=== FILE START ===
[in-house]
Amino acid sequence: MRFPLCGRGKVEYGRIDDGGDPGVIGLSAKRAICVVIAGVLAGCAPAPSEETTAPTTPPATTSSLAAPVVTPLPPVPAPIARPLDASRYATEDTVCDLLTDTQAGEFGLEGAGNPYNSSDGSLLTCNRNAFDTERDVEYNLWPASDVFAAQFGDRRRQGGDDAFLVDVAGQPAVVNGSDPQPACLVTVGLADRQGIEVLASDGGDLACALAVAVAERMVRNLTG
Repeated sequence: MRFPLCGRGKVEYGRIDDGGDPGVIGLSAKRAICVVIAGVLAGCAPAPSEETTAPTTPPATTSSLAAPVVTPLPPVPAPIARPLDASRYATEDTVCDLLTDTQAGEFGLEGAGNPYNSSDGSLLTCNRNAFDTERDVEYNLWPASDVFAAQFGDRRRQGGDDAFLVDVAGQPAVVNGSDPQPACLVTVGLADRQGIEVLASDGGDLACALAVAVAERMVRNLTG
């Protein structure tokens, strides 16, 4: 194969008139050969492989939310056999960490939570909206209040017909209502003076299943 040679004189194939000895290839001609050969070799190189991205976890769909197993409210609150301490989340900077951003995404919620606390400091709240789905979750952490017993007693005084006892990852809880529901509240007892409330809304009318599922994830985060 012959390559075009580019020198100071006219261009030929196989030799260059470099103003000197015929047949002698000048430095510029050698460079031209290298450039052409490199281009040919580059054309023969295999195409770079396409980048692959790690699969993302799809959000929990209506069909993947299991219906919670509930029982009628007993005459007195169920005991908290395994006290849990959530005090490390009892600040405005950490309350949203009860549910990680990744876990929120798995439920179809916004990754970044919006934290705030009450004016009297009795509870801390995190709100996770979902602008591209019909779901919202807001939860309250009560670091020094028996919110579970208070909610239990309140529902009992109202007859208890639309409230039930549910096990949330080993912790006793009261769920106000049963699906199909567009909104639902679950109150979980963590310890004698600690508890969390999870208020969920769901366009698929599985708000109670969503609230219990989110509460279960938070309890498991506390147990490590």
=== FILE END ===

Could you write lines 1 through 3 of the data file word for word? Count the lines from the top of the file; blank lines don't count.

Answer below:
[in-house]
Amino acid sequence: MRFPLCGRGKVEYGRIDDGGDPGVIGLSAKRAICVVIAGVLAGCAPAPSEETTAPTTPPATTSSLAAPVVTPLPPVPAPIARPLDASRYATEDTVCDLLTDTQAGEFGLEGAGNPYNSSDGSLLTCNRNAFDTERDVEYNLWPASDVFAAQFGDRRRQGGDDAFLVDVAGQPAVVNGSDPQPACLVTVGLADRQGIEVLASDGGDLACALAVAVAERMVRNLTG
Repeated sequence: MRFPLCGRGKVEYGRIDDGGDPGVIGLSAKRAICVVIAGVLAGCAPAPSEETTAPTTPPATTSSLAAPVVTPLPPVPAPIARPLDASRYATEDTVCDLLTDTQAGEFGLEGAGNPYNSSDGSLLTCNRNAFDTERDVEYNLWPASDVFAAQFGDRRRQGGDDAFLVDVAGQPAVVNGSDPQPACLVTVGLADRQGIEVLASDGGDLACALAVAVAERMVRNLTG